The European Convention on Human Rights turns 60
The European Convention on Human rights turned 60 this month.
In celebration of this event, the European Court of Human Rights has devoted a page to demonstrating the Convention in video and pictures. The page even has illustrations of the specific articles of the convention, such as the right to a fair trial:
Today the Court released ten judgments, and will release ten more on November 23rd, and then 17 more on the 25th.
Today's judgments included a ruling in Boutagni v. France, about a Moroccan national who argued that his expulsion from France would subject him to degrading treatment and torture. Recent judgments have included Alexseyev v. Russia (violation of peaceable right to assembly by a gay rights activist).
A subject heading search in Morris for the European Convention On Human Rights will redirect you towards Convention for the Protection of Human Rights and Fundamental Freedoms (1950) where you will find hundreds of books in our collection.
----- Ryan Harrington
New Foreign Law E-Resources
The Law Library has subscriptions to four new e-resources from LexisNexis:
EU Tracker tracks the implementation of key EU Directives across 20 Member States in 10 practice areas. There are links to consultation papers, draft legislation and the eventual national implementing legislation of member States. It is a unique monitoring and analysis tool for lawyers, PSLs and information managers.
This database contains French-language legal information: legislation, regulations and case law. It also gives access to a great volume of secondary legal sources and expert analysis.
LexisNexis China Law Database
The LexisNexis China Law Database (LNCHNL) is an authoritative collection of Chinese laws, regulations, tax information, judicial decisions, and other legal documents, collected from government sources, and translated by LexisNexis China Online (COL) in Beijing.
Quicklaw is a Canadian electronic legal research database that provides court decisions from all levels, news reports, provincial and federal statutes, journals, and other legal commentary. It also offers a case citator and case digests.
They are accessible on the Yale network and username/password are not required to log in. For a list of legal databases subscribed by the law library see here.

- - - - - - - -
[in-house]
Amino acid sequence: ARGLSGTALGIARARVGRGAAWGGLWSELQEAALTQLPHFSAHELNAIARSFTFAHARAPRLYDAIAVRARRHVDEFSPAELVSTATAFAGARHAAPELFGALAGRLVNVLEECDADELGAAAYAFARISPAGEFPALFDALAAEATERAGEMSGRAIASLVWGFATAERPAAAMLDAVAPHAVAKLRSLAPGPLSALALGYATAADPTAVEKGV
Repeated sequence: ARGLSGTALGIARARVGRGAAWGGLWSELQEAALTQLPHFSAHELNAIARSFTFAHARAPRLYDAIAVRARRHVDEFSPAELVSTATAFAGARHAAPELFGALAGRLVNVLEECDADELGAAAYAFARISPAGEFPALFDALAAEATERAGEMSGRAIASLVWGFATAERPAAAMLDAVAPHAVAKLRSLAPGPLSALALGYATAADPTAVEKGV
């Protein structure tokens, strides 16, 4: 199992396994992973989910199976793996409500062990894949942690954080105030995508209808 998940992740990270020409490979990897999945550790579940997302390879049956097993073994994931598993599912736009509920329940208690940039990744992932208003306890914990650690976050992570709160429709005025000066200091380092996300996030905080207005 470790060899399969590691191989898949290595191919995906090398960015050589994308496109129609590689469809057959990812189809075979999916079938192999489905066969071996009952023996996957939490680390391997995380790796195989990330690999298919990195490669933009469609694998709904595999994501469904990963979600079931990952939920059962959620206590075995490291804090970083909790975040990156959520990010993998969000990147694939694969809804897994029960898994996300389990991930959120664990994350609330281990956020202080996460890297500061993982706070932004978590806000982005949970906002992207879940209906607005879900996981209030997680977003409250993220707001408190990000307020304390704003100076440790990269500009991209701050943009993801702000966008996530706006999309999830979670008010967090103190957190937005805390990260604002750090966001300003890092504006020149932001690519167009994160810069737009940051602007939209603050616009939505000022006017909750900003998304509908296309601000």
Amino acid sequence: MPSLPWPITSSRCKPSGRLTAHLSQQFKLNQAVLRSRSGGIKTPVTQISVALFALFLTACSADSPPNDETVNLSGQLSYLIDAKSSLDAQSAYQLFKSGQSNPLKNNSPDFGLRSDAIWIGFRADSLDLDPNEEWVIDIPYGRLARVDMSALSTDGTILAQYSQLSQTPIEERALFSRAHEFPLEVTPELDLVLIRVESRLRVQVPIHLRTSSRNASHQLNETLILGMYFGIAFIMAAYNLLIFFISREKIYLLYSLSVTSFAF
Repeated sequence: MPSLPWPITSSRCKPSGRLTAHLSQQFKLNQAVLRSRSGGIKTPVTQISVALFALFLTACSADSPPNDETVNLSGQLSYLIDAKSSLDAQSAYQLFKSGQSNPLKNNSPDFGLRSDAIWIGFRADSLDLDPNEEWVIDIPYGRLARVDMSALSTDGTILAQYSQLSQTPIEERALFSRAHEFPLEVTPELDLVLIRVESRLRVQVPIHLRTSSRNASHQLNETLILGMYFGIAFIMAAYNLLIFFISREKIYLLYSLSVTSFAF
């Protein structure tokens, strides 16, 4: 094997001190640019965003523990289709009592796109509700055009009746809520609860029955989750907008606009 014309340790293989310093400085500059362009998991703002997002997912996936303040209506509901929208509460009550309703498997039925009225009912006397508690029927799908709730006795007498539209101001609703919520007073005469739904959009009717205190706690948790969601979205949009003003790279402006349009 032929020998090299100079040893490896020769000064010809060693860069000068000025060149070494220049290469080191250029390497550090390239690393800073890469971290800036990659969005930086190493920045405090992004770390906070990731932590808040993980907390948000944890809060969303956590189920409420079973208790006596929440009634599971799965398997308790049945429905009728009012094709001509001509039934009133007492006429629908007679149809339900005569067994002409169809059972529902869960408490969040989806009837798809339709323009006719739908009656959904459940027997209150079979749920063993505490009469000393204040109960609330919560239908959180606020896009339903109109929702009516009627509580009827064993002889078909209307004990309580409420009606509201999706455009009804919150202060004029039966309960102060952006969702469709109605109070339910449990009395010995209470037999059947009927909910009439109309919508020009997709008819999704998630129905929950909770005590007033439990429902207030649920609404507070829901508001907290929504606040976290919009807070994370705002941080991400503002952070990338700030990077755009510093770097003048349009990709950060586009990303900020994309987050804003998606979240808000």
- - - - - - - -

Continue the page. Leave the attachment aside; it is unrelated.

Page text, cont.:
Treaty of Lisbon enters into force Dec. 1, 2009
HeinOnline's Blog this week has a nice entry on the Treaty of Lisbon with links to finding scholarly articles about the "Road to Lisbon" and other EU treaties.
Briefly, Czech President Vaclav Klaus ratified the Treaty of Lisbon on November 3, 2009. The Czech Republic was the final Member State to ratify the Treaty. The instrument of ratification was deposited in Rome on
November 13, 2009 and will enter into force on December 1, 2009. The new EU presidency and other top jobs have now been filled. The EU's Europa database has indepth treatment of the Treaty of Lisbon.
The EU's "Your Guide to the Lisbon Treaty" highlights several prinipal provisions of the treaty:
1. More democracy, more openness: The Treaty gives you a stronger voice in decision-making.
2. Faster, more efficient decision-making: The Lisbon Treaty streamlines the EU’s decision-making procedures.
3. Modernising the EU’s institutions: A key aim of the Lisbon Treaty is to modernise the institutions that run the EU’s business and makes them more democratic.
4. Economic policy: The Lisbon Treaty confi rms the commitment to achieving economic and monetary union with the euro as the EU’s currency.
5. Th e European Union in the world: The EU pledges to promote the values of the EU in the world by contributing to:
• peace and security;
• sustainable development of the Earth;
• solidarity and mutual respect among peoples;
• free and fair trade;
• eradication of poverty;
• protection of human rights;
• respect for and enhancement of international law as defi ned, in particular, in the United Nations Charter.
6. Security and defence: The Lisbon Treaty spells out more clearly the EU’s role in the area of common foreign and security policy. Decisions on defence issues will continue to need unanimous approval of the 27 EU Member States.
7. Justice and crime: The Lisbon Treaty contains important new provisions strengthening the EU’s ability to fi ght international cross-border crime, illegal immigration, traffi cking of people, arms and drugs.
8. Social policy: The Lisbon Treaty steps up the EU’s social objectives. It provides that, in all its policies and actions, the EU will take into account the promotion of a high level of employment.
9. New areas of cooperation: The Lisbon Treaty has important provisions in a number of new policy areas reinforcing the EU’s ability to fi ght international cross-border crime, illegal immigration, traffi cking of women and children, drugs and arms.
10. Human rights: The Lisbon Treaty recognises the rights, freedoms and principles set out in the Charter of Fundamental Rights and makes the charter legally binding.
The law library also has a fine selection of material related to the Lisbon Treaty and the EU. See, for example:
- The Lisbon Treaty: EU Constitutionalism without a Constitutional Treaty? KJE4443.32007 .L57 2008
- Dividing Lines between the European Union and its Member States: The Impact of the Treaty of Lisbon. KJE4443.32007 .S54 2008
- Comprendre le Traité de Lisbonne: Texte Consolidé Intégral de Traités: Explications et Commentaires. KJE970 .S28 2008